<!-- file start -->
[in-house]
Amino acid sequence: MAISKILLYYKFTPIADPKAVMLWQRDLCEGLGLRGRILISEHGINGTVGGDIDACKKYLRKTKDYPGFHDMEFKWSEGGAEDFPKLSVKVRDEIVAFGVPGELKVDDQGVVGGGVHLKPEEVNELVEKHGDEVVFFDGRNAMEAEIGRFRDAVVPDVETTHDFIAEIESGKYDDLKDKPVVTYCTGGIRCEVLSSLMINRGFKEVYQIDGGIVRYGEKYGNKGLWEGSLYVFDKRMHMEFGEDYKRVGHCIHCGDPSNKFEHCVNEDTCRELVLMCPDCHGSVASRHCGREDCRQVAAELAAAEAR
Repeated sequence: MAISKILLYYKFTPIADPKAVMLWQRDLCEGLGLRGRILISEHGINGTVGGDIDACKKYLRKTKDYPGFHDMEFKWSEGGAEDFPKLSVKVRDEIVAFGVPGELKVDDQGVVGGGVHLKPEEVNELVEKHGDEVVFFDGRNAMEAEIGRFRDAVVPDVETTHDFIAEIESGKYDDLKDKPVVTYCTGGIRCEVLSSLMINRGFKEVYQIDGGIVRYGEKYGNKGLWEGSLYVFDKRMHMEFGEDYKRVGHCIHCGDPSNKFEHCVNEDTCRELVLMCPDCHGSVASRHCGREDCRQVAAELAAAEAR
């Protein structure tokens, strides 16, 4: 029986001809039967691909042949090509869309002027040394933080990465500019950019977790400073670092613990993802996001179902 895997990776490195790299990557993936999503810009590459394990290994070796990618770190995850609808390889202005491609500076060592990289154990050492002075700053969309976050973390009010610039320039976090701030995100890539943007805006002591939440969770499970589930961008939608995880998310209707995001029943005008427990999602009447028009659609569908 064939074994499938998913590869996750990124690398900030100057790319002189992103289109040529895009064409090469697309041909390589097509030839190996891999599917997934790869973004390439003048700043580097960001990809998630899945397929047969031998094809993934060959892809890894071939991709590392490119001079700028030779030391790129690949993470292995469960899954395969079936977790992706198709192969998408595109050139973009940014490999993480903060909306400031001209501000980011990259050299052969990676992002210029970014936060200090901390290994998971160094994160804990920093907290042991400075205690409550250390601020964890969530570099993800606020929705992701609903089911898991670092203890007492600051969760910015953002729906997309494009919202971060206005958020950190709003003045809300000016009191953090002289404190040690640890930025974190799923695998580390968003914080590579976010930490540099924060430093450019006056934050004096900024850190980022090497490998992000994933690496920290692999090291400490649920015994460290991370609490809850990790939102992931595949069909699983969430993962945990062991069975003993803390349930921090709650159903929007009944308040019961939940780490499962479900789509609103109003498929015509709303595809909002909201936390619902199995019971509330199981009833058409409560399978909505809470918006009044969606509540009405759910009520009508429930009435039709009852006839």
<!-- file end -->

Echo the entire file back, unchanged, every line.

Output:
[in-house]
Amino acid sequence: MAISKILLYYKFTPIADPKAVMLWQRDLCEGLGLRGRILISEHGINGTVGGDIDACKKYLRKTKDYPGFHDMEFKWSEGGAEDFPKLSVKVRDEIVAFGVPGELKVDDQGVVGGGVHLKPEEVNELVEKHGDEVVFFDGRNAMEAEIGRFRDAVVPDVETTHDFIAEIESGKYDDLKDKPVVTYCTGGIRCEVLSSLMINRGFKEVYQIDGGIVRYGEKYGNKGLWEGSLYVFDKRMHMEFGEDYKRVGHCIHCGDPSNKFEHCVNEDTCRELVLMCPDCHGSVASRHCGREDCRQVAAELAAAEAR
Repeated sequence: MAISKILLYYKFTPIADPKAVMLWQRDLCEGLGLRGRILISEHGINGTVGGDIDACKKYLRKTKDYPGFHDMEFKWSEGGAEDFPKLSVKVRDEIVAFGVPGELKVDDQGVVGGGVHLKPEEVNELVEKHGDEVVFFDGRNAMEAEIGRFRDAVVPDVETTHDFIAEIESGKYDDLKDKPVVTYCTGGIRCEVLSSLMINRGFKEVYQIDGGIVRYGEKYGNKGLWEGSLYVFDKRMHMEFGEDYKRVGHCIHCGDPSNKFEHCVNEDTCRELVLMCPDCHGSVASRHCGREDCRQVAAELAAAEAR
């Protein structure tokens, strides 16, 4: 029986001809039967691909042949090509869309002027040394933080990465500019950019977790400073670092613990993802996001179902 895997990776490195790299990557993936999503810009590459394990290994070796990618770190995850609808390889202005491609500076060592990289154990050492002075700053969309976050973390009010610039320039976090701030995100890539943007805006002591939440969770499970589930961008939608995880998310209707995001029943005008427990999602009447028009659609569908 064939074994499938998913590869996750990124690398900030100057790319002189992103289109040529895009064409090469697309041909390589097509030839190996891999599917997934790869973004390439003048700043580097960001990809998630899945397929047969031998094809993934060959892809890894071939991709590392490119001079700028030779030391790129690949993470292995469960899954395969079936977790992706198709192969998408595109050139973009940014490999993480903060909306400031001209501000980011990259050299052969990676992002210029970014936060200090901390290994998971160094994160804990920093907290042991400075205690409550250390601020964890969530570099993800606020929705992701609903089911898991670092203890007492600051969760910015953002729906997309494009919202971060206005958020950190709003003045809300000016009191953090002289404190040690640890930025974190799923695998580390968003914080590579976010930490540099924060430093450019006056934050004096900024850190980022090497490998992000994933690496920290692999090291400490649920015994460290991370609490809850990790939102992931595949069909699983969430993962945990062991069975003993803390349930921090709650159903929007009944308040019961939940780490499962479900789509609103109003498929015509709303595809909002909201936390619902199995019971509330199981009833058409409560399978909505809470918006009044969606509540009405759910009520009508429930009435039709009852006839």